THE Publishing Offices : 25, Newman Street,

London, W.l.


Edited by


TELEPHONE: Museum 358'

Vol. 1.




IPROMISED some t ime ago to eliminate the personal note from THE GRAMOPHONE by degrees, but this month I must regretfully intrude i t still further by apologising at the outset for the delay in publishing our October issue. I alone am responsible, because the bad weather kept me later than I had intended in the Channel Islands, and the pressure of finishing a novel for my publishers made me arrive at our London office, not only belated, but empty-handed, without the Quarterly Review of Records and without an instalment of my Musical Autobiography. Both will appear in the November issue, but in the meantime I can recommend our readers not to wait for my remarks on the Seventh Symphony (Columbia) but to buy the records at once.

Apologies having been offered and, I hope, accepted, let me report that the idea of a Gramophone Society, outlined by me last month, has been received in all quarters with the eagerness which I had dared to expect. The response has been wide and large, so that by the end of the year I hope that I shall be in a position to get the society started· and to announce a specific programme of activity in the achievement . of our purpose. But I still want more names and addresses to support the venture, and I still want the right name for the society. .

This month the tests of Portables and other gramophones take up a good deal of our space, but I am glad to find room for the interesting article on U.S.A. records sent to me by Dr. F. R. Mead from San Diego, California, one of our warmest supporters. And ih this connection I should like to say that the mass of correspondence which reaches our office every day is straining the capacities of our modest staff almost to distraction, but that if our readers will have patience, we shall sooner or later deal with their suggestions and sometimes almost insoluble problems. Apart from the tests which have been conducted by this same modest staff, I propose during the winter to conduct a further series of personal tests of machines, soundboxes and needles, and would particularly say that the note on the Duophone in this issue must only be regarded as preliminary to further examination. The pressure of t ime, owing to the Portable tests, has led to the omission of James Caskett's Selected List of Records this month, but this is a department of our activities in which I mean to institute a development likely to help our readers in a more practical way.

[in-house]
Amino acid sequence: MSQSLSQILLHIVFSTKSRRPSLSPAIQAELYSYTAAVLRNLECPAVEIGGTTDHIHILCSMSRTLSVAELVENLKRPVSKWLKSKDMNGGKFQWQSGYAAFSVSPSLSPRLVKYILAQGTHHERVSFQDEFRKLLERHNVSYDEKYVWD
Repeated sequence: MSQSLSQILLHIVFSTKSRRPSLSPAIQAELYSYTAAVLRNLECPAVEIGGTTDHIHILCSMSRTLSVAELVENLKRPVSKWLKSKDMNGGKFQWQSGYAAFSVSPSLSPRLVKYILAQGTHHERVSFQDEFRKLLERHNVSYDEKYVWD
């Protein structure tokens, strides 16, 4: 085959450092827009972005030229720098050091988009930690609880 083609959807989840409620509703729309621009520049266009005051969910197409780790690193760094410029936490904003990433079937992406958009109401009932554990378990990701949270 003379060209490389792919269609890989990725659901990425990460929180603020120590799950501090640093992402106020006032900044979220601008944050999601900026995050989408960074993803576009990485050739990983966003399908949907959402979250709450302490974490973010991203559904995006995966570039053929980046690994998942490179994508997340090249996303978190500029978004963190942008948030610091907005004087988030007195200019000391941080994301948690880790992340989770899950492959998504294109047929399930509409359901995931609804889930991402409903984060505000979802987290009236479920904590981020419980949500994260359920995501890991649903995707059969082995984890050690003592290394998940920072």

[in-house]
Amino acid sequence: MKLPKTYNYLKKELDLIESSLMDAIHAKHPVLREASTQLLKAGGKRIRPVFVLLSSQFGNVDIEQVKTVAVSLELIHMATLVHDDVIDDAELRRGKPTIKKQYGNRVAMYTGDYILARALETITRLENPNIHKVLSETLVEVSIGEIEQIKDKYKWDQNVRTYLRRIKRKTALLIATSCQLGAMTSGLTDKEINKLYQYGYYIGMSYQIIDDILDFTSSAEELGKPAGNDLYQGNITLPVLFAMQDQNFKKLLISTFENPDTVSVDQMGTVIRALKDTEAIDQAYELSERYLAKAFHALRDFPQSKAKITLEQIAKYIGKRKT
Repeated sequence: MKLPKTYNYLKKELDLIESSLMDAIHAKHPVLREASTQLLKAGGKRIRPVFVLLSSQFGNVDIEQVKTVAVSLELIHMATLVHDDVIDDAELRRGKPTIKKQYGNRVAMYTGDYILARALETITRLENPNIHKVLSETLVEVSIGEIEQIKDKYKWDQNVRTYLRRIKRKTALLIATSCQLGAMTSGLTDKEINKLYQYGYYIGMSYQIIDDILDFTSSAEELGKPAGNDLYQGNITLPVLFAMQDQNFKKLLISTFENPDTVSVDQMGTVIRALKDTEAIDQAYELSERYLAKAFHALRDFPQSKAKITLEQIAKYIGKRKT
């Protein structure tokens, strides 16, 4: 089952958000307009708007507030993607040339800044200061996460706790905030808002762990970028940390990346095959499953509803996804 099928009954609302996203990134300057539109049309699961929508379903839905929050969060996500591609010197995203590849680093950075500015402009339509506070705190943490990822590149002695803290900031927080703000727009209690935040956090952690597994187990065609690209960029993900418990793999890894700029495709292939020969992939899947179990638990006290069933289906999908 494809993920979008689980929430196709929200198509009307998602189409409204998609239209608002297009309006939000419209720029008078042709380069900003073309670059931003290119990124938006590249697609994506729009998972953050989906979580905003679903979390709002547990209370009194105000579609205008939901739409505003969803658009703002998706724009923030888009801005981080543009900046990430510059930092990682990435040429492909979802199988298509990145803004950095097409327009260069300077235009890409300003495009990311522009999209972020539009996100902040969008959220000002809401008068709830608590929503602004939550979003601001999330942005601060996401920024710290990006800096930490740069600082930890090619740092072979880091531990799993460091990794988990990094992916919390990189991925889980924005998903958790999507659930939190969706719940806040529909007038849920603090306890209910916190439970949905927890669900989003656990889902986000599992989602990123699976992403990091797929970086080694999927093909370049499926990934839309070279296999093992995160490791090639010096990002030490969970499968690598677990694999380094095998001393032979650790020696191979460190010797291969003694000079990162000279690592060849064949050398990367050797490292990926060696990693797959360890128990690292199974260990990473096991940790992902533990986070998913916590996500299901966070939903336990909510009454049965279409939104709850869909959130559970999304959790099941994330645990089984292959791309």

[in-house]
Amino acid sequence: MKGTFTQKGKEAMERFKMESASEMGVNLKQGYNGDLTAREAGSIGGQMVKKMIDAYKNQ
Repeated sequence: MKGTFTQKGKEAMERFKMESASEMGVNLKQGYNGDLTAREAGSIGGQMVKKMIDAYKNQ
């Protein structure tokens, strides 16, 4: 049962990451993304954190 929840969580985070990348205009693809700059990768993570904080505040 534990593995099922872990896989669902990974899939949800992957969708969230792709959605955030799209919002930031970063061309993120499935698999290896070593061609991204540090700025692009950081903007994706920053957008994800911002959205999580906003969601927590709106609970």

The series of articles on Celebrities will shortly be resumed, but, in answer to numerous enquiries, let me say that the proper preparation of such articles involves an enormous amount of work, and i t is much better not to hasten the author of them into premature judgments. Incidentally I should like to express my sincere thanks to the Columbia Company for appreciating the importance of such articles and putting all their records at our disposal whenever they are asked to do so. I have had a number of interesting talks since my arrival in London, and I can assure our readers that, so far as music is concerned, the gramophone is soon going to make listening-in a waste of t ime.

Finally, grateful congratulations to His Master's Voice for making higher music and lower prices coincide!